FSS, 120 University Private, Ottawa
Room 4007

Program


5:00 p.m. FRIDAY, Sept. 27, 2019 registration opens

5:30 p.m. Keynote Address by Robert Kuttner: Saving Democracy From Globalization

Moderator: Roy Culpeper, Chair, Group of 78
Introductory Remarks: Ed Broadbent, Chair, Board of Directors, The Broadbent Institute
Keynote speaker: Robert Kuttner, Heller School for Social Policy and Management, Brandeis University.

7:30 p.m. Dinner and Discussion: Q & A

Moderator: Roy Culpeper, Chair, Group of 78
Discussants: Manfred Bienefeld, Professor Emeritus, School of Policy and Public Administration
Robert Kuttner, Heller School for Social Policy and Management, Brandeis University.



8:15 a.m. Saturday, Sept 28, 2019: Registration Opens

9:00 a.m. Panel 1: Global and macroeconomic policies that drive increasing inequality and challenge democracy:

Moderator: Peter Venton , Former senior economist in Ontario Government
Speakers:
1. Mario Seccareccia, Professor Emeritus of Economics, University of Ottawa
2. John Myles, Professor Emeritus of sociology and Senior Research Fellow, Munk School of Global Affairs and Public Policy, University of Toronto

10:30 a.m. Coffee/Health Break

11:00 a.m. Panel 2: National, microeconomic, social and labour market policies leading to wage stagnation, precarity, the gig economy, growing income disparities:

Moderator: Gordon Betcherman, Professor, School of International Development and Global Studies, University of Ottawa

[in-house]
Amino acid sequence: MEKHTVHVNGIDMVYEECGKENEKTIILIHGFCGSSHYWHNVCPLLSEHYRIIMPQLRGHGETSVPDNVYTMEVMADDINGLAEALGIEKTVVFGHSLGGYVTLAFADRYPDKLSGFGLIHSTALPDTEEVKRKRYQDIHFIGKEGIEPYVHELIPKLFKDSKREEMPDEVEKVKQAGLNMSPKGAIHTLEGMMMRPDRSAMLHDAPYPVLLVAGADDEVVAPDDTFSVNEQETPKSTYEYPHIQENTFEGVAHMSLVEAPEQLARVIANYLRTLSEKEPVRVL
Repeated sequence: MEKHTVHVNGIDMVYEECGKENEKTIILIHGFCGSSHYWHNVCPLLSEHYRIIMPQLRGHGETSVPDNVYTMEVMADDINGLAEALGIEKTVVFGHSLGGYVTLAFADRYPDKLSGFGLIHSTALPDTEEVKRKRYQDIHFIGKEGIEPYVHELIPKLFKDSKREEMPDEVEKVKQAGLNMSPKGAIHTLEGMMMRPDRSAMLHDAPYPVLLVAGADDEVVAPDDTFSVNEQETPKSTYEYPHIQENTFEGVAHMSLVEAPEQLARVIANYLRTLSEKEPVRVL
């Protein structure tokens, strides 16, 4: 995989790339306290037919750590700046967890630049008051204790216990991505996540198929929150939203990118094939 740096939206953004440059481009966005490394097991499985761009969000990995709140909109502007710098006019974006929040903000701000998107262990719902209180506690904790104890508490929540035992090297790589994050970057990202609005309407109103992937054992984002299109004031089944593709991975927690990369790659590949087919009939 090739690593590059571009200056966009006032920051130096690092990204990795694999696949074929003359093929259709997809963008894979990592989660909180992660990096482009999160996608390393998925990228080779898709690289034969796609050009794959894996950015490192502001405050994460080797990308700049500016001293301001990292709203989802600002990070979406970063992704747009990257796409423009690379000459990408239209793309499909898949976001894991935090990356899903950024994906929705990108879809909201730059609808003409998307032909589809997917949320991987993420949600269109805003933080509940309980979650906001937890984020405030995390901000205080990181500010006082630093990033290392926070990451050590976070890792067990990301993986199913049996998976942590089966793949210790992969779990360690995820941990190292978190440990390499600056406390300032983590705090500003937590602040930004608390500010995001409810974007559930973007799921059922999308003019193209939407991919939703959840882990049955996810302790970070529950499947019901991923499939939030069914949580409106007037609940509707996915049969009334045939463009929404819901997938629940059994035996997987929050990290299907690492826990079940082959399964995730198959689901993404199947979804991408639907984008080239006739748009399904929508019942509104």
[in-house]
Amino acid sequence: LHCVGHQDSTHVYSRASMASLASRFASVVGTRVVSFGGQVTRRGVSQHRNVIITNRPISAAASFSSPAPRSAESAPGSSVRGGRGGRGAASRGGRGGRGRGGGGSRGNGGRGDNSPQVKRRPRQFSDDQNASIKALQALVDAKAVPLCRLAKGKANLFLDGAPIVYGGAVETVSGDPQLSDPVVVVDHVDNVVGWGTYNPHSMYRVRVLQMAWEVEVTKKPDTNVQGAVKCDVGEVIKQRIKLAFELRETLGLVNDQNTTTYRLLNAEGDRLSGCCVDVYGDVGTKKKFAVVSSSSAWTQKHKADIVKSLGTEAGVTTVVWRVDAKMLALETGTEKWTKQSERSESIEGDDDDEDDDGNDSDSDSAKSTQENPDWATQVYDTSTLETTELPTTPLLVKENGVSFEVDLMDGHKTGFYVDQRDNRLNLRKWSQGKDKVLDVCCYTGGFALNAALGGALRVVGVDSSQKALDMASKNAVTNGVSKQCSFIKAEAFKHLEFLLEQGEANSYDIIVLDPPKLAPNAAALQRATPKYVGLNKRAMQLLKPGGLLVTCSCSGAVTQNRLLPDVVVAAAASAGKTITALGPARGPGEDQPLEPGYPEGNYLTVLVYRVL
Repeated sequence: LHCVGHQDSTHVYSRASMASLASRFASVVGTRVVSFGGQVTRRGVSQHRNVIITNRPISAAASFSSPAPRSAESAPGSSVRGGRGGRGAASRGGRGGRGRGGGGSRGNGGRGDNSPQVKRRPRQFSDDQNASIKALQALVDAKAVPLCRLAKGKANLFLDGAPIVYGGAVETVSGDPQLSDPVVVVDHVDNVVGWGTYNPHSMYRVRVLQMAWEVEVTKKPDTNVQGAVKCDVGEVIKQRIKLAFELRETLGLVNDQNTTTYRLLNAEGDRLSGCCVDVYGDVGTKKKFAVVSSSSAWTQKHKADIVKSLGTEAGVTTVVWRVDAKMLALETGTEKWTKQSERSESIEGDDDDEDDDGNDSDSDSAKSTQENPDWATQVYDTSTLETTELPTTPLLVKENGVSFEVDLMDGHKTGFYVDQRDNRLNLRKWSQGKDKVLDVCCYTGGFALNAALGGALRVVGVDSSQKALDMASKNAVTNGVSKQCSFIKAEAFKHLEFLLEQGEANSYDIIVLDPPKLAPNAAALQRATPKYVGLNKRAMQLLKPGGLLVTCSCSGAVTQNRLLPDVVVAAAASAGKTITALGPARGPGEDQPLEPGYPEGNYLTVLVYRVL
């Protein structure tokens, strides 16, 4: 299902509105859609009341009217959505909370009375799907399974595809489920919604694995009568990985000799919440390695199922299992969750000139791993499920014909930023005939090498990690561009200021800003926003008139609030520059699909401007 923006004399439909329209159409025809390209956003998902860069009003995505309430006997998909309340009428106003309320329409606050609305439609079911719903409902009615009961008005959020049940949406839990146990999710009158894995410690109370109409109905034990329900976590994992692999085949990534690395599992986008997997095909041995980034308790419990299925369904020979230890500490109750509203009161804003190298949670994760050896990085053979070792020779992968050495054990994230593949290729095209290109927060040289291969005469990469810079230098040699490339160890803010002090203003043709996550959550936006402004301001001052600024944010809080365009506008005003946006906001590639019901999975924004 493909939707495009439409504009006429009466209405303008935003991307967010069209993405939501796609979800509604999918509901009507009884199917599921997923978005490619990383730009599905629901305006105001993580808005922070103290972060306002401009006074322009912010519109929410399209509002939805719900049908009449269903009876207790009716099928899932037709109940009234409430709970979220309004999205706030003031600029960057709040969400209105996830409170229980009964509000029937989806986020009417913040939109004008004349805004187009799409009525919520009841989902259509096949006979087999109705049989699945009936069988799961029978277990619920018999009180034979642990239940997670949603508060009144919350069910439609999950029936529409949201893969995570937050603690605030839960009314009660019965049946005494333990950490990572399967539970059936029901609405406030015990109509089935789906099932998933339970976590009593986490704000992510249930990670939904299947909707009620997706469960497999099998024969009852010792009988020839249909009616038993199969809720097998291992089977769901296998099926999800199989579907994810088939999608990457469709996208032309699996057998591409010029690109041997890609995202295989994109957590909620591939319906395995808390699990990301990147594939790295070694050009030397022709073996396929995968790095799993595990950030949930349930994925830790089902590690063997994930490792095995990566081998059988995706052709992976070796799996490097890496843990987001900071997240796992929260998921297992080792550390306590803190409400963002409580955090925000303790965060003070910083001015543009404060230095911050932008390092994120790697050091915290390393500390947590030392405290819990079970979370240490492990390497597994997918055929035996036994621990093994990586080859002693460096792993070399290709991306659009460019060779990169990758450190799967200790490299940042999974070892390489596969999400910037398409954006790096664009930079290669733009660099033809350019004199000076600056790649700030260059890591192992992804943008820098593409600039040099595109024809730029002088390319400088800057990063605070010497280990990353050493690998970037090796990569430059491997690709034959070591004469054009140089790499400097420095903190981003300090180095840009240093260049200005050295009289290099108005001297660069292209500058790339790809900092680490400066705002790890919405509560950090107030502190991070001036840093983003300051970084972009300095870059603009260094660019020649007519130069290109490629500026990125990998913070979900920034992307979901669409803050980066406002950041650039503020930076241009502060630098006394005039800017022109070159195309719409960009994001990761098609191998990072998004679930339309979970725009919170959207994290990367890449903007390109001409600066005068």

Speakers:
1. Leilani Farha, TBC, UN Special Rapporteur on the Right to Housing; Executive Director, Canada without Poverty
2. Katherine Scott, Senior Economist, CCPA, gender equality and public policy
3. Armine Yalnizyan, Former senior economist, Canadian Centre for Policy Alternatives; Fellow at the Atkinson Foundation

12:30 p.m Lunch

1:30 p.m.Keynote Address by Julie Delahanty: Public Good or Private Wealth?

Moderator: Roy Culpeper, Chair, Group of 78
Keynote speaker: Julie Delahanty, Executive Director, Oxfam Canada

2:30 p.m. Coffee/Health Break

2:45 p.m. Panel 3: Restoring policy space and national capacity to reverse growing inequality and strengthen democracy.

Moderator: Manfred Bienefeld, Professor Emeritus, School of Policy and Public Administration
Speakers:
1. Lars Osberg, McCulloch Professor of Economics, Dalhousie University
2. Toby Sanger, Executive Director, Canadians for Tax Fairness
3. Angella MacEwen, Chief Economist, Canadian Union of Public Employees

4:20 p.m. Conference Conclusion and Closing Remarks

4:50 p.m. Conference Adjourns

5:15 p.m. Group of 78 Annual Meeting



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University of Ottawa, Faculty of Social Sciences Building

120 University Private

Ottawa, ON K1N 6N5

Canada

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Refunds up to 7 days before event

Eventbrite's fee is nonrefundable.